Typically candid in his views on his career, his clubs and his team-mates, Tueart also pulls no punches in recalling his nine years as a director of Manchester City when he helped oversee the club’s resurrection following the potentially catastrophic relegation to the third tier of English football in 1998. He reveals the inside track on the reigns of managers Joe Royle, Kevin Keegan and Stuart Pearce, as well as the power struggles in the boardroom in the years preceding the takeover by City’s current regime.
As well as Dennis’s reflections on his football journey, and his forceful views on Manchester City and the game itself, the book is also packed with great stories – from the Sunderland training session which involved the defenders heading golf balls, to a tour to the Far East with City when Asa Hartford offered to help stretcher him off then promptly dropped him. At the New York Cosmos – who had signed him to replace none other than Pelé during the razzmatazz heyday of the North American Soccer League, and for whom he starred alongside Franz Beckenbauer and Carlos Alberto – he rubbed shoulders with icons of showbiz and sport like Mick Jagger and Jerry Hall, Rod Stewart and Bjorn Borg.
Offering an intelligent insight into the world of football from the perspective of both a player and a club director, Dennis Tueart: My Football Journey is a powerful and entertaining story of the Sunderland cup final hero, Manchester City legend and one of the game’s most opinionated and enduring personalities.
All Dennis’s royalties from the sale of this book will go to the teenage and young adult cancer unit at The Christie cancer centre in Manchester.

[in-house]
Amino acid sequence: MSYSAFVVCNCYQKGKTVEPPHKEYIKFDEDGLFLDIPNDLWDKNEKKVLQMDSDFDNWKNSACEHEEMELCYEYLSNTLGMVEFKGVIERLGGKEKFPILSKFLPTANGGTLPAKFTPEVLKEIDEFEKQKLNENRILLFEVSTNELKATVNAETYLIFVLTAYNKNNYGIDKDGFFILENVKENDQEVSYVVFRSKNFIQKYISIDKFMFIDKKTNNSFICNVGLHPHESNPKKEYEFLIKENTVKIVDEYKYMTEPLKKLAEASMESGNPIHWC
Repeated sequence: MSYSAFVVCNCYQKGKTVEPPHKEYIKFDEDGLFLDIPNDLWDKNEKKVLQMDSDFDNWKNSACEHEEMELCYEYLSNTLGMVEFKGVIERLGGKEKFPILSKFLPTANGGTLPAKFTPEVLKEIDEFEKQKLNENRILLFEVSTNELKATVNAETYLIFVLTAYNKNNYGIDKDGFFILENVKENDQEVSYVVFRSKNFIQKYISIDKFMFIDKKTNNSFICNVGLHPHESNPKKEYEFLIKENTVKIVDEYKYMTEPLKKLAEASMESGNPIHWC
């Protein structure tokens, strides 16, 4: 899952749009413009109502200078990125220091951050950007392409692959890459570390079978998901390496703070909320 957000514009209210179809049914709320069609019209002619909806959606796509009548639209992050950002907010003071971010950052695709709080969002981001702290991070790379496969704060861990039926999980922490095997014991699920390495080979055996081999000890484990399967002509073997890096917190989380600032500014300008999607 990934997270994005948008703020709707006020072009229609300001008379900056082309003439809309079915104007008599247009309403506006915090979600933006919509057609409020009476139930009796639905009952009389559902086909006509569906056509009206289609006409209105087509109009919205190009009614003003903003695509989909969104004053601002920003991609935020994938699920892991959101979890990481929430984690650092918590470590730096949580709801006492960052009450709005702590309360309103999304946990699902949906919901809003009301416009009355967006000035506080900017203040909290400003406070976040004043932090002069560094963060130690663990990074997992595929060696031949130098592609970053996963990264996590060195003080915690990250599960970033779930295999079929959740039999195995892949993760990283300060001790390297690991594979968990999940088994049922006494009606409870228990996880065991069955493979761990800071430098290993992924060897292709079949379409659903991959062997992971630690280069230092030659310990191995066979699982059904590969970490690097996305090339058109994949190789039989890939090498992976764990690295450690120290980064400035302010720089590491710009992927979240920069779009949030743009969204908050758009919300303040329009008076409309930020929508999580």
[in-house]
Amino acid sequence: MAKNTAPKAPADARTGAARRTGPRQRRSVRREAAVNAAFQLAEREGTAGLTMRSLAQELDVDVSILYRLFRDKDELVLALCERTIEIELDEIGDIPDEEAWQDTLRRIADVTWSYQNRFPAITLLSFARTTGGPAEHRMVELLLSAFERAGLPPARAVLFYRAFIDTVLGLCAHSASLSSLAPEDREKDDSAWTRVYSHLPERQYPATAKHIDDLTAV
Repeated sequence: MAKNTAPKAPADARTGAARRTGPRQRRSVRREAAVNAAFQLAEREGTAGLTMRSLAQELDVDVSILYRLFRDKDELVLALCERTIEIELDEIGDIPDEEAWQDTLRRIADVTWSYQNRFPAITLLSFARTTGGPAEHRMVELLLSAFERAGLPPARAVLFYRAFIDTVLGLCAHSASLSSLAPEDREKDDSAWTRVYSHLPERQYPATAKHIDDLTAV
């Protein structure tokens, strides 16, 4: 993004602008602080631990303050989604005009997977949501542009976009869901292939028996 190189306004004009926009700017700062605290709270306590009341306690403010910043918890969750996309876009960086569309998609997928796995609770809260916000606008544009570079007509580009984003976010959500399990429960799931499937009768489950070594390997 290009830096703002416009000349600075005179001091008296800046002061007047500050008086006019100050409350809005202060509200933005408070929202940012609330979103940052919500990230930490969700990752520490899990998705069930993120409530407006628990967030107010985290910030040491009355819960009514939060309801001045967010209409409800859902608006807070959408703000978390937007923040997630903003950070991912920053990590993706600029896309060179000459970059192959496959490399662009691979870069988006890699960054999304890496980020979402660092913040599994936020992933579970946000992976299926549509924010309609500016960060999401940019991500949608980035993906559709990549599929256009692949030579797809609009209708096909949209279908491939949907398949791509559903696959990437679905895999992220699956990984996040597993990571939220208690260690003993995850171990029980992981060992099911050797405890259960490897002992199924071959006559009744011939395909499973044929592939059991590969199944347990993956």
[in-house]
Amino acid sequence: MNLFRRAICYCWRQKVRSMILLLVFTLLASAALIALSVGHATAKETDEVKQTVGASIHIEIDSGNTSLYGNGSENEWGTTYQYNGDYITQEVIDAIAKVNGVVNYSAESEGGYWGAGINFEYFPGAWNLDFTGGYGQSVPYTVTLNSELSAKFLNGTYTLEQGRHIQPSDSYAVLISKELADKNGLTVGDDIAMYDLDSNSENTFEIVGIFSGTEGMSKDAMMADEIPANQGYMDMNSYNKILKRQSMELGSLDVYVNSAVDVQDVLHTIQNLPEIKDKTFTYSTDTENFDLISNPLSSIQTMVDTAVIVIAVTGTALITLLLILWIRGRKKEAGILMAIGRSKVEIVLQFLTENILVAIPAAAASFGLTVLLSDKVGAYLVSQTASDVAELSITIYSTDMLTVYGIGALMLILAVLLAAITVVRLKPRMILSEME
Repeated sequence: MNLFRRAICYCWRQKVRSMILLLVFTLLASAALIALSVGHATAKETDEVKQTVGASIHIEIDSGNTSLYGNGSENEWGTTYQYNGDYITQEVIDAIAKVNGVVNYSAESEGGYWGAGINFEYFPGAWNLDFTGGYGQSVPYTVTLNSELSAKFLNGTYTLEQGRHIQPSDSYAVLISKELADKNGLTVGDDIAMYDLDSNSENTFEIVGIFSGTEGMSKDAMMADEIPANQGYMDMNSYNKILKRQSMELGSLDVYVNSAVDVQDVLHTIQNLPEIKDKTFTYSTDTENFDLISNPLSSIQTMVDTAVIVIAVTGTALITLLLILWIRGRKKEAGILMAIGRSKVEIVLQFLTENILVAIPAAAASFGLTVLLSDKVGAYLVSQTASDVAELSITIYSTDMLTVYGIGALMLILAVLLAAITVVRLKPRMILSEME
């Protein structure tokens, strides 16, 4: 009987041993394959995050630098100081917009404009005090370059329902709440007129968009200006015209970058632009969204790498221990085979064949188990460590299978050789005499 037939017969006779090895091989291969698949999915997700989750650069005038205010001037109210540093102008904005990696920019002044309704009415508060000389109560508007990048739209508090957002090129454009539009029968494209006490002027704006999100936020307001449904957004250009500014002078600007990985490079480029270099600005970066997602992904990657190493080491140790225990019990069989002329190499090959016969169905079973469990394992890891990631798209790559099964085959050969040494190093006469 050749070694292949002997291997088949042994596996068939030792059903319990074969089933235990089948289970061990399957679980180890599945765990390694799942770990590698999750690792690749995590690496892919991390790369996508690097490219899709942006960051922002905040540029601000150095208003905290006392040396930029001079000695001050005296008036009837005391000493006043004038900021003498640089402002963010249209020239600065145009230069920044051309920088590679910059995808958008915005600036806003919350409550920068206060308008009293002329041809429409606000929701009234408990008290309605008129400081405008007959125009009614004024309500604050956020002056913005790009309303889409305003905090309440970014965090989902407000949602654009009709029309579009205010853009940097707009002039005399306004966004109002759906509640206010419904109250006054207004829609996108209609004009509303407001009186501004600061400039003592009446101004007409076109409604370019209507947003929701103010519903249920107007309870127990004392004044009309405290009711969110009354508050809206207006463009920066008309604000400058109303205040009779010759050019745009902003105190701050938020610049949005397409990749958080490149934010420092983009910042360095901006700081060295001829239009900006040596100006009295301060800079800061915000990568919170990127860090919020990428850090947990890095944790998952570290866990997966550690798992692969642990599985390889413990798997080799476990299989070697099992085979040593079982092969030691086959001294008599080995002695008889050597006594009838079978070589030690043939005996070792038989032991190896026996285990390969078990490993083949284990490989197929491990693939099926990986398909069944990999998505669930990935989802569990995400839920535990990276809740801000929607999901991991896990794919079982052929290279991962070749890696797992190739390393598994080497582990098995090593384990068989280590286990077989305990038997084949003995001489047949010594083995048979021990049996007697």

Born in Newcastle but considered too small to play for his hometown club, Dennis Tueart was snapped up by local rivals Sunderland, with whom he sensationally won the FA Cup in 1973 against the mighty Leeds. He signed for Manchester City as the iconic Bell/Summerbee/Lee era came to a close, famously firing the Sky Blues to League Cup glory in 1976 with the overhead kick pictured on the cover of this book. In 1978 he was signed by the New York Cosmos to replace arguably the world’s greatest ever footballer, Pelé. He returned to City in 1980, eventually playing 268 competitive games and scoring 108 goals for the club he continues to follow, and later played briefly for Stoke, Burnley and Derry City. After hanging up his boots, he forged a successful career in business, one that he combined with his nine years as a director of Manchester City between 1997 and 2007. He now continues to run a successful conferencing business, Premier Events, and still follows City from his executive box at the Etihad Stadium.
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